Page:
Marketing to Ridiculed Groups

Discussion
Sep 14, 2010

By Tom Ryan

People who fall into groups such as yuppies, metrosexuals,
urban gangstas and hipsters regularly deny they are members of the often-mocked
groups. For marketers, the problem is that they also deny being consumers of
products associated with those classifications — even though they are.

A study, to be published in the February 2011 edition of the Journal
of Consumer Research
, entitled Demythologizing Consumption Practices:
How Consumers Protect Their Field-Dependent Identity Investments from Devaluing
Marketplace Myths
, explores these challenges. The study claims that prior
research has concluded that many consumers abandon consumption practices once
their associated meanings are no longer positive, but the authors believe this
may be an oversimplification. Instead, they found that consumers are able
to “demythologize” their
consumption practices to distance themselves from unfavorable labels.

“Individuals don’t easily drop practices that they’ve cultivated for
years just to avoid being labeled,” study co-author Zeynep Arsel, an assistant
professor of marketing at Concordia University in Montreal, told The Montreal
Gazette
. “They’d rather find ways to show how they’re different
from the people who might engage in these practices ‘for the wrong reasons.'”

The
study particularly investigated the category of “hipster,” which
has gained attention from the mass media in recent years.

“This iconic category has evolved from its countercultural roots, originally
aligned with beat sensibilities, to a trend-seeking über-consumer of the
2000s,” the authors wrote in a statement. With the hipster label becoming
a trivializing label for indie consumption practices, the study found that
nearly all the survey participants — primarily DJs, music critics, fashion
students and aspiring writers — were perturbed at being mistaken for,
or accused of being “hipsters.” At the same time, they largely found
creative ways to remain loyal to many of the group’s core buying habits and
other practices.

“Our findings suggest how backlash against identity categories such as
hipster or metrosexual could generate complex and nuanced identity strategies
that enable consumers to retain their tastes and interests while protecting
these tastes from trivializing mythologies,” the authors concluded.

Discussion Questions: Do you agree that there are challenges in marketing
to people labeled as yuppies, metrosexuals, urban gangstas
and hipsters? How should marketing messages be handled for these consumers?

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7 Comments on "Marketing to Ridiculed Groups"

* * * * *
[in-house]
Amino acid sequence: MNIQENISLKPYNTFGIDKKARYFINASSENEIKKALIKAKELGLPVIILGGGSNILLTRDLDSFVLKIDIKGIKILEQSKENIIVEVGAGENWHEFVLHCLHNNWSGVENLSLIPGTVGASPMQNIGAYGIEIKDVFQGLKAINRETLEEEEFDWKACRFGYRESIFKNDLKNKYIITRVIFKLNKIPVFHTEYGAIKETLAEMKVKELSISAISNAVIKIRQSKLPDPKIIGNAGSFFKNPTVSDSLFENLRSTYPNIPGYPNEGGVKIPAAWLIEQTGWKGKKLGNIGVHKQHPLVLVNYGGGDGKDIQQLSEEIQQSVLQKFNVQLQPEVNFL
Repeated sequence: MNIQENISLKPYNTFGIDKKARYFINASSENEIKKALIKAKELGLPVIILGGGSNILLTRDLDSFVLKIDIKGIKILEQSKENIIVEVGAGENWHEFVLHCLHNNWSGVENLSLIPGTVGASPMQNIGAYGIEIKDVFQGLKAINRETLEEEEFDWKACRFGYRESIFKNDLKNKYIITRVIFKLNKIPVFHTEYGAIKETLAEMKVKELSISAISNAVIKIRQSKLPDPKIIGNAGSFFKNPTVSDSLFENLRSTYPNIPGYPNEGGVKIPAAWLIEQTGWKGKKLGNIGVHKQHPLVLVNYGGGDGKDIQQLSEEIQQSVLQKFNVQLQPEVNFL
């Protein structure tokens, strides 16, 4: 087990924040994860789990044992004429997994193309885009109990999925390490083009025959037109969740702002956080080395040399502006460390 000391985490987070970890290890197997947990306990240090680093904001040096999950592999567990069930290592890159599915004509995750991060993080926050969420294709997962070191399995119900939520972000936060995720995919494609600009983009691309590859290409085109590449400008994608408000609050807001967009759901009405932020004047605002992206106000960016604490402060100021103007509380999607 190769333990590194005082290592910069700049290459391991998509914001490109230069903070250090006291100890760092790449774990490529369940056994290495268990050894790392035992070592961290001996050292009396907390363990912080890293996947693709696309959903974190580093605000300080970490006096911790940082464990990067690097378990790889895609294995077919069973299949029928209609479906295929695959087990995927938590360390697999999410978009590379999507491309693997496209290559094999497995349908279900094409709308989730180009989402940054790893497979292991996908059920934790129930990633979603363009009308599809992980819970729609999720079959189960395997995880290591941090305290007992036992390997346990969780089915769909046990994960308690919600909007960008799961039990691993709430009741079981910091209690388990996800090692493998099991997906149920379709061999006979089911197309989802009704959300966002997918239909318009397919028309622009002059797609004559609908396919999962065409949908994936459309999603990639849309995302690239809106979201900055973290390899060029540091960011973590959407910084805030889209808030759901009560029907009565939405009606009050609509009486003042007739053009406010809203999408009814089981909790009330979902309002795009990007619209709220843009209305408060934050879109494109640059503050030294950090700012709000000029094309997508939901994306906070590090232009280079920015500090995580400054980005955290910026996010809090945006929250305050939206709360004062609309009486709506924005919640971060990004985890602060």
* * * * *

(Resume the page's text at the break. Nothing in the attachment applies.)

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Max Goldberg
Guest
10 years 8 months ago

Brands market to consumers, not to names of groups. The group names came about as a convenient way for brands to describe their consumers. Over time, some of the group names developed negative connotations.

Forget about the names of the groups. Look at consumer behavior and market to those consumers that best fit your brand.

David Biernbaum
Guest
10 years 8 months ago

Don’t tell a metrosexual that you know he’s a metrosexual, don’t tell a baby boomer that you know he or she is a boomer, don’t tell a generation Y “member” that you know his or her age, and what he or she should be buying in order to fit into his or her stereotype. Instead, do the marketing where that target market is paying attention.

Do it right. Build a better mouse trap but put the trap where the mice are running, and don’t tell the mouse that you know she’s a mouse.

Jesse Rooney
Guest
Jesse Rooney
10 years 8 months ago

How to sell to a group that doesn’t want to be a group? Build up advertising narratives and brands that these groups will identify with, but without mentioning the groups’ names or overtly trying to put them in a box. With luck, the group’s culture will grow up around your brand, like American Apparel has done.

David hit the nail on the head. Let “sell, don’t tell,” be your byword.

Warren Thayer
Guest
10 years 8 months ago

Having read through this piece twice, I’m a thoroughly confused reader. But don’t tell me I’m thoroughly confused, you trans-sexual misogynist birdwatcher! (Huh?) Glad we don’t have to think about this stuff up in Vermont.

Dan Berthiaume
Guest
Dan Berthiaume
10 years 8 months ago

You don’t have to use labels like “hipster” to market ironic, kitschy products aimed at a young, jaded creative professional, nor do you have to use “metrosexual” to sell clothing and grooming products to a man who enjoys pampering himself. To paraphrase a well-known film quote, “If you market it, they will come” (does ironically quoting a feel-good 80s film make me a hipster, or does the fact I’m almost 40 place me in some other category?)

Al McClain
Guest
Al McClain
10 years 8 months ago

I’m with Warren on this one–a bit confused. But, the title of the piece sure is catchy: “Demythologizing Consumption Practices: How Consumers Protect Their Field-Dependent Identity Investments from Devaluing Marketplace Myths.”

I guess it all comes down to people not wanting to be “targeted” but treated as if they were special.

Reminds me for some reason of a piece I recently saw in our local paper where a police report on someone being arrested listed his occupation as “gang member.” Probably not the desired listing.

Devangshu Dutta
Guest
Devangshu Dutta
10 years 8 months ago

My simple rule: if it is a label coined by a marketer, don’t use it “at” your customers. As consumers we want to be individuals in our own right, rather than be one speck amongst many lumped together by some bright spark in marketing. On the other hand if an identity is labeled by the group itself, and you’re an integral part of the group, there shouldn’t be any problem using the descriptive label.

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